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Real Estate & Retail

Three-story mixed-use project in Broad Ripple gets balky feedback from city

August 11, 2017

A group proposing a three-story mixed-use project in Broad Ripple has its work cut out for it in a bid to receive city approval.

6300 Guilford 300 pxThomas English of Thomas English Retail Real Estate and architect Chris Short want to demolish two homes in the 6300 block of Guilford Avenue, one of which has been converted to an office and the other vacant. (Click accompanying image for larger view.)

The two properties encompass the entire block bounded by Main Street to the south, 64th Street to the north, Guilford to the west and Cornell Avenue to the east.

Plans call for roughly 2,500 square feet of retail space on the first floor, in addition to 30 parking spaces; office space on the second level; and 10 apartment units on the third. Short’s firm, Haus, is the architect on the project.

English and Short presented their plans Thursday to the Metropolitan Development Commission’s hearing examiner, who sided with Department of Metropolitan Development staff in recommending that the project be denied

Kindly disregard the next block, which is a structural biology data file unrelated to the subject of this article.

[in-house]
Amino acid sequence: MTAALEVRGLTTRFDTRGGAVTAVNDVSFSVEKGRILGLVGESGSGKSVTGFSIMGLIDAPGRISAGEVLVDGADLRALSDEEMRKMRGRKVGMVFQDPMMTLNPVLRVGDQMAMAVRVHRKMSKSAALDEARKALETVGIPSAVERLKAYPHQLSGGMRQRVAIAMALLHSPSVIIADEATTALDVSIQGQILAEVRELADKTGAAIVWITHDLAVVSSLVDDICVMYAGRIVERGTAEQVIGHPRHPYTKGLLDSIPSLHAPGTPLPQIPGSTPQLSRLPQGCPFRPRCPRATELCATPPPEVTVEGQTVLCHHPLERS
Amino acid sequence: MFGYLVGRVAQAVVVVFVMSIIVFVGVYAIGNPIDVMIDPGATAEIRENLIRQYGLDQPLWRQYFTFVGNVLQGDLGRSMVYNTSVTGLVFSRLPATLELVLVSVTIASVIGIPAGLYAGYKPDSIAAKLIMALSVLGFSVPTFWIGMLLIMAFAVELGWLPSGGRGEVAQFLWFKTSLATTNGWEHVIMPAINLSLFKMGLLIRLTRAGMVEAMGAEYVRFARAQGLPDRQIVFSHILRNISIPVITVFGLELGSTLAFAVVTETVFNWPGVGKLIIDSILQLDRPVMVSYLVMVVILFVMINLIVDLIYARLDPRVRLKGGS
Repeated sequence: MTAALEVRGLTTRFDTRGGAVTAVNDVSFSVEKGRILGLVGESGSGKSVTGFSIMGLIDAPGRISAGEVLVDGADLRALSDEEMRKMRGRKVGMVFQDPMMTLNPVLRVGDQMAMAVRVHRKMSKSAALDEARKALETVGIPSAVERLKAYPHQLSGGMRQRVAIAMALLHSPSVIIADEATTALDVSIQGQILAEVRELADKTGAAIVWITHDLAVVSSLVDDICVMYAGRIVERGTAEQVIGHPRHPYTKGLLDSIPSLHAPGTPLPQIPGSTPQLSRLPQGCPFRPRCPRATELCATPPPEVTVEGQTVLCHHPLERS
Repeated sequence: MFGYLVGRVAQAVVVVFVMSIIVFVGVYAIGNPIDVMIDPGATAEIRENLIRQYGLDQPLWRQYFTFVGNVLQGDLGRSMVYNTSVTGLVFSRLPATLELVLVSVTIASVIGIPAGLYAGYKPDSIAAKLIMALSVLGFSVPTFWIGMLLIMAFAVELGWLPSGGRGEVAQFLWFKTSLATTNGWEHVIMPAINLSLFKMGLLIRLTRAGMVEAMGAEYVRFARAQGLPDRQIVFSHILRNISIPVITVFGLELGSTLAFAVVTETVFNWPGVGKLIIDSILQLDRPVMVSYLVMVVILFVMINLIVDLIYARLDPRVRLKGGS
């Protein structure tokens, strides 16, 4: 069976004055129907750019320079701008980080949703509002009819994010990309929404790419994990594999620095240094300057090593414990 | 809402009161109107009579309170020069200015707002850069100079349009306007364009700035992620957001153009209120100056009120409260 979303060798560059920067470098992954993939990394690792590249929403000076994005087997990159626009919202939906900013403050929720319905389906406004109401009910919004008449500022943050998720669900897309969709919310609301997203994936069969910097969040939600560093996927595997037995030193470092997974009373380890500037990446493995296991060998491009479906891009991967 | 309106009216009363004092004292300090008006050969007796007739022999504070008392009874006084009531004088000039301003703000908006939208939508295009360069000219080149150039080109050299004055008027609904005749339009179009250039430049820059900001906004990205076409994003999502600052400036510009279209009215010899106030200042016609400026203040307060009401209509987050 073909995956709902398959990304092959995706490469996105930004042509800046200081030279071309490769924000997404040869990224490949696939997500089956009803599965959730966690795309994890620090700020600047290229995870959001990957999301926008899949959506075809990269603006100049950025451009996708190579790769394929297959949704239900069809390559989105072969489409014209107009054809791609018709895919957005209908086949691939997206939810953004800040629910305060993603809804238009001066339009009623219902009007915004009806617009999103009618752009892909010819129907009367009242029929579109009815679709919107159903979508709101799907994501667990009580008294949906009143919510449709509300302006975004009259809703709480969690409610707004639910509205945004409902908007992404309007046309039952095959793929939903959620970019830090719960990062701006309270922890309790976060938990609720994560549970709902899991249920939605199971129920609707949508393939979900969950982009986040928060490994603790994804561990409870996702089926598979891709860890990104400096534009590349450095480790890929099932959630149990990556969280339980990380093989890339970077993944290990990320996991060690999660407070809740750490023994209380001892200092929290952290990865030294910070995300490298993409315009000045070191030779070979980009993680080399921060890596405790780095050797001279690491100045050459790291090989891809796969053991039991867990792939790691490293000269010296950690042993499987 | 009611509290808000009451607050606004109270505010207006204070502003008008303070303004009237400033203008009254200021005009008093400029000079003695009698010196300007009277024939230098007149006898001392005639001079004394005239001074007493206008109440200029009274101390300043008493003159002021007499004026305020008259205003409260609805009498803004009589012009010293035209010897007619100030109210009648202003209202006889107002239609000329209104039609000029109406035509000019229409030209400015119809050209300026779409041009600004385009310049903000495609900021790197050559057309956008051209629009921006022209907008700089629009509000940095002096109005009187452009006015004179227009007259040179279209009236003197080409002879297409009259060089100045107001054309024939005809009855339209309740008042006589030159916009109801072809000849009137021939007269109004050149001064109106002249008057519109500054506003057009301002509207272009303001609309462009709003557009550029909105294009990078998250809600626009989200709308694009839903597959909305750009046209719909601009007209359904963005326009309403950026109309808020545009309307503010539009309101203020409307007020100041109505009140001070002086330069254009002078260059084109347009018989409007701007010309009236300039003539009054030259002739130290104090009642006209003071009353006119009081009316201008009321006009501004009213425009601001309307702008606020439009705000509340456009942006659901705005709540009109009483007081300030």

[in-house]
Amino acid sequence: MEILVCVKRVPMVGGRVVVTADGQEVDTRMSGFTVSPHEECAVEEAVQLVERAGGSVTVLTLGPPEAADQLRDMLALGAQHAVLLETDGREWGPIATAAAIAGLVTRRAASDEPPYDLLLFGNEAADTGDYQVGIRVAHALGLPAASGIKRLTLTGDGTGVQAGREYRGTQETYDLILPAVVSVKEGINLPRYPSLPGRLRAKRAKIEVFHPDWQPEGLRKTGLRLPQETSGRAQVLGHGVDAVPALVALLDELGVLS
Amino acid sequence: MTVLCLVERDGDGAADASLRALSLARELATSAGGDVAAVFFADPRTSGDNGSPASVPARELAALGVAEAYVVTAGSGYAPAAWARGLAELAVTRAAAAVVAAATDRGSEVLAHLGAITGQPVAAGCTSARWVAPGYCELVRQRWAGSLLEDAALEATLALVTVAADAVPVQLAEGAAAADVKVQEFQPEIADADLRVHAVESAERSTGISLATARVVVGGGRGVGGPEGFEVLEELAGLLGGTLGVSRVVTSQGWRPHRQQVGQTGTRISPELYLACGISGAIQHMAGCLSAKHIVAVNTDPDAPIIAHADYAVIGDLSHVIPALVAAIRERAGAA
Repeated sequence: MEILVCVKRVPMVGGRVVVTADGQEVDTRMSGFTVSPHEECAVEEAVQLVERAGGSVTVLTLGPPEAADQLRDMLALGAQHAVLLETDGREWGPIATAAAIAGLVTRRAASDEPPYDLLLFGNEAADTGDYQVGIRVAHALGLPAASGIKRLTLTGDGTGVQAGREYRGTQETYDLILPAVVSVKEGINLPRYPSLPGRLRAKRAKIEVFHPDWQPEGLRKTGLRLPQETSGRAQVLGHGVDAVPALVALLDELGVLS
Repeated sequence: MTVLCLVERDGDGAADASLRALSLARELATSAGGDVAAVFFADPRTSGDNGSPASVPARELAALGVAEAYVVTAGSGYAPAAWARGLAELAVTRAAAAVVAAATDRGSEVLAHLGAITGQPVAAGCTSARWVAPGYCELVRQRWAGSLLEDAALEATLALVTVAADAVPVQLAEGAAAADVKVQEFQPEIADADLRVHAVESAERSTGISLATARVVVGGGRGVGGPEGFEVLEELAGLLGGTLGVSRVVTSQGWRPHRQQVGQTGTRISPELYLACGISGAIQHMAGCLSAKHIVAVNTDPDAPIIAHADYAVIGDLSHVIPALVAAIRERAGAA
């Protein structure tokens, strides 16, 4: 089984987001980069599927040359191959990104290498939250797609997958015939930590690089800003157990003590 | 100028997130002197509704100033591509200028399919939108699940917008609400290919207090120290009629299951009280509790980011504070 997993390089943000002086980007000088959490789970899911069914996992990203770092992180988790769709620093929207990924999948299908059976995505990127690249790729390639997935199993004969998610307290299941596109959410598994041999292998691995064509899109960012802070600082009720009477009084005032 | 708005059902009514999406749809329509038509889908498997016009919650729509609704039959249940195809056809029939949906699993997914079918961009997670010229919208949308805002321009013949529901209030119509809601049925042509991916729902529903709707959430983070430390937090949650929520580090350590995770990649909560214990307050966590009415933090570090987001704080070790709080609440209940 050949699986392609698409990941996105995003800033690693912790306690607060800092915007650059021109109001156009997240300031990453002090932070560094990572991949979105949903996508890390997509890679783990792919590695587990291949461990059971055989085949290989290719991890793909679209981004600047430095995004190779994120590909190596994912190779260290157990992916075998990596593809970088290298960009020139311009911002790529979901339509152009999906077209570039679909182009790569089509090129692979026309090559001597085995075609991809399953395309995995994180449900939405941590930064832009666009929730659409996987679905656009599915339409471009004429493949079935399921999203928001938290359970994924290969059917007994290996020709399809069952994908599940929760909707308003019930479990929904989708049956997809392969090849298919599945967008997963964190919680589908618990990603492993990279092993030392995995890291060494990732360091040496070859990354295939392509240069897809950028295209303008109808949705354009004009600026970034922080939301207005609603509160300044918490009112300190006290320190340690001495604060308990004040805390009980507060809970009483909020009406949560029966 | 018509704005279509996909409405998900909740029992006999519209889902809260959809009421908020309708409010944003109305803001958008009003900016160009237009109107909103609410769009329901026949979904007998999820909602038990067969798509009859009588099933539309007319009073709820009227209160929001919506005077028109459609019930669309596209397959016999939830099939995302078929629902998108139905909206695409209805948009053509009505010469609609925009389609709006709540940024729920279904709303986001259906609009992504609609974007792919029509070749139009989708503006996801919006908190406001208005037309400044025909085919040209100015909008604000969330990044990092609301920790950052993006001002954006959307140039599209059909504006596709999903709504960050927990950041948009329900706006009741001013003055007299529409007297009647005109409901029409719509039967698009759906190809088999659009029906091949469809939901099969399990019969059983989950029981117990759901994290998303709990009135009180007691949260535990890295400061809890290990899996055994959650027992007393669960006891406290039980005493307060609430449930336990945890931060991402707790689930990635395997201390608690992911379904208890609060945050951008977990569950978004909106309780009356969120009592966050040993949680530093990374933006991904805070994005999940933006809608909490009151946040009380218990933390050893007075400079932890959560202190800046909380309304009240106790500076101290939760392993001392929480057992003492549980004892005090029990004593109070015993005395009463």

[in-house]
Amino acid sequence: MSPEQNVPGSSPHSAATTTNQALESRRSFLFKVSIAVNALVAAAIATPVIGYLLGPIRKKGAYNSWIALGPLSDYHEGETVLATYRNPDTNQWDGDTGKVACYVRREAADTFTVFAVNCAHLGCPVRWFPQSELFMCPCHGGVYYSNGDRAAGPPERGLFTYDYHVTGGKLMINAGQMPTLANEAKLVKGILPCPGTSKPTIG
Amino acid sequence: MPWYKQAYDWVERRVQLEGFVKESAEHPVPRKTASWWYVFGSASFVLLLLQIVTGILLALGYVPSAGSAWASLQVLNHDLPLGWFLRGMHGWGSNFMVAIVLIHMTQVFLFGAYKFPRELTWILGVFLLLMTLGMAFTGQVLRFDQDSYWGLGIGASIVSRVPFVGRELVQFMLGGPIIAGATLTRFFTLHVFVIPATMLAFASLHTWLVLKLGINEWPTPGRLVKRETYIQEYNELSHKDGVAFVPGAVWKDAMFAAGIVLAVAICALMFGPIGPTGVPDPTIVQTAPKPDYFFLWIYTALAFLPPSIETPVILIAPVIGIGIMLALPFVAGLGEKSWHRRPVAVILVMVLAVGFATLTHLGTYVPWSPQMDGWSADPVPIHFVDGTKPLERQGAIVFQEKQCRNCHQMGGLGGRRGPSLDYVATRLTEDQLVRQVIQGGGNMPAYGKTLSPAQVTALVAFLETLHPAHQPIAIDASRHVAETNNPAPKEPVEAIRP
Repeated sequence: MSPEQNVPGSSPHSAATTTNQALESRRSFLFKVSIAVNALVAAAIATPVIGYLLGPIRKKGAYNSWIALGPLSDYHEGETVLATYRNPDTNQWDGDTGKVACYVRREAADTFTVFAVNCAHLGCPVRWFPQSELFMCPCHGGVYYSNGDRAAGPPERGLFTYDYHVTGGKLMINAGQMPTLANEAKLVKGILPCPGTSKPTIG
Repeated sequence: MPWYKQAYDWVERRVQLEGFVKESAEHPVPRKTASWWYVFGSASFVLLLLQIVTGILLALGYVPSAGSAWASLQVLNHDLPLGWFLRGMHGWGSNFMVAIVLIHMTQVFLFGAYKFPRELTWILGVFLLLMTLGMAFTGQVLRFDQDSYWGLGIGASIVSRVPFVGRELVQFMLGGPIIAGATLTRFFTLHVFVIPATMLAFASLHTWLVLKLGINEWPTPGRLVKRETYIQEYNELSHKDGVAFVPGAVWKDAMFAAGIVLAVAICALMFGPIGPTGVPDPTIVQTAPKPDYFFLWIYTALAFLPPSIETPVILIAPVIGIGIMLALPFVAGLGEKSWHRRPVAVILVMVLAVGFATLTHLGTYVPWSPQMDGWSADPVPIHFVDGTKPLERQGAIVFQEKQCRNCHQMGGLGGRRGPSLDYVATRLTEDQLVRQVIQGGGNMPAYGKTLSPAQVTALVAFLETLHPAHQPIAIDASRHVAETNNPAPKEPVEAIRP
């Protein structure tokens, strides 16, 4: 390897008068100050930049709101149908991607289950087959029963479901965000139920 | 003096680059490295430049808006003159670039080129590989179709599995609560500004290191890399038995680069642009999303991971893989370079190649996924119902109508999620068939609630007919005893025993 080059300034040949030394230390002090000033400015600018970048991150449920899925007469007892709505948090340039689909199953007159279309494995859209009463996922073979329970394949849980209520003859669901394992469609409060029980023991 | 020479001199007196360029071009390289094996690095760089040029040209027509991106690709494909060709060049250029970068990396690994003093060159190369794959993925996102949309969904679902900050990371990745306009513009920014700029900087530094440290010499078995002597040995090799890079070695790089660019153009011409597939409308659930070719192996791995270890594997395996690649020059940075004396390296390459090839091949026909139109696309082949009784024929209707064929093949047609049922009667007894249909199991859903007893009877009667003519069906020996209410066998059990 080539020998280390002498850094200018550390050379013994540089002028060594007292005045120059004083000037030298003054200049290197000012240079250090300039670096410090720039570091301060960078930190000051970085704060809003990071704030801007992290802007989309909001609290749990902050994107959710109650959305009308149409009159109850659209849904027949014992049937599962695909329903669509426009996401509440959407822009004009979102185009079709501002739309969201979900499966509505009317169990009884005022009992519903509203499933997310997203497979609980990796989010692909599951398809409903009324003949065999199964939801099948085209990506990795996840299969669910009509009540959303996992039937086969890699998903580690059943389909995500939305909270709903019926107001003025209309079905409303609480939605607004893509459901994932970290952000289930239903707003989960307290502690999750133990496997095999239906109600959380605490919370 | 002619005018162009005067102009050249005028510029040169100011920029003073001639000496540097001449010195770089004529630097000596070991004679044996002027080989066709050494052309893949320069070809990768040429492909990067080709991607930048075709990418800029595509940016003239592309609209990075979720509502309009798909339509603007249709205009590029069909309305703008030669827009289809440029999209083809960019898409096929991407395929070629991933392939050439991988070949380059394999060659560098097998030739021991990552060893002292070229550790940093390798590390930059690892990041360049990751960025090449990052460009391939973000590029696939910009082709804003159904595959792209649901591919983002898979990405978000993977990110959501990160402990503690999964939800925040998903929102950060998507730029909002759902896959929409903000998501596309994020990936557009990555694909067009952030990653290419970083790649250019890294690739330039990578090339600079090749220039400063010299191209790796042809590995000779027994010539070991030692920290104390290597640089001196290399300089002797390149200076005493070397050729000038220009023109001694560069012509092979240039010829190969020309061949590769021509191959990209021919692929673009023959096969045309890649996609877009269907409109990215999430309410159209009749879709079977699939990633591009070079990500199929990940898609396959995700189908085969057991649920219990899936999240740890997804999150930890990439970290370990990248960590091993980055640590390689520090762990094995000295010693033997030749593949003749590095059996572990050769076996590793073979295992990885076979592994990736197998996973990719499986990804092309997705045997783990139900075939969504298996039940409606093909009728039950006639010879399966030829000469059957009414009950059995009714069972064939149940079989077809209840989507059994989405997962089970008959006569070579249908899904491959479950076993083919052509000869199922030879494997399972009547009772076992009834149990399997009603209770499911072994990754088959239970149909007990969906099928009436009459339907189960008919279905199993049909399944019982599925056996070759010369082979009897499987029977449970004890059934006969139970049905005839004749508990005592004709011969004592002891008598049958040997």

MDC is expected to consider the project on Sept. 6.

“I appreciate the effort everyone has put into this. It has gone through a lot of iterations,” said Judy Weerts Hall, MDC’s hearing examiner. “I also appreciate that owners want to have their offices in the building. I am somewhat concerned, though, that this is an over-intensification of this particular site.”

English and Short originally had proposed developing a four-story building on the site before modifying plans to reduce it to three stories. That puts the project closer to the 35-foot height maximum for the area. They are seeking a variance to allow for a 40-foot building. They also want to rezone the properties to make way for a mixed-use development.

More intense development, such as what the two are proposing, is more suited for areas south of the Central Canal, Weerts Hall argued, where more commercial activity exists.

The Broad Ripple Village Association and Midtown Indianapolis Inc. both support the project.

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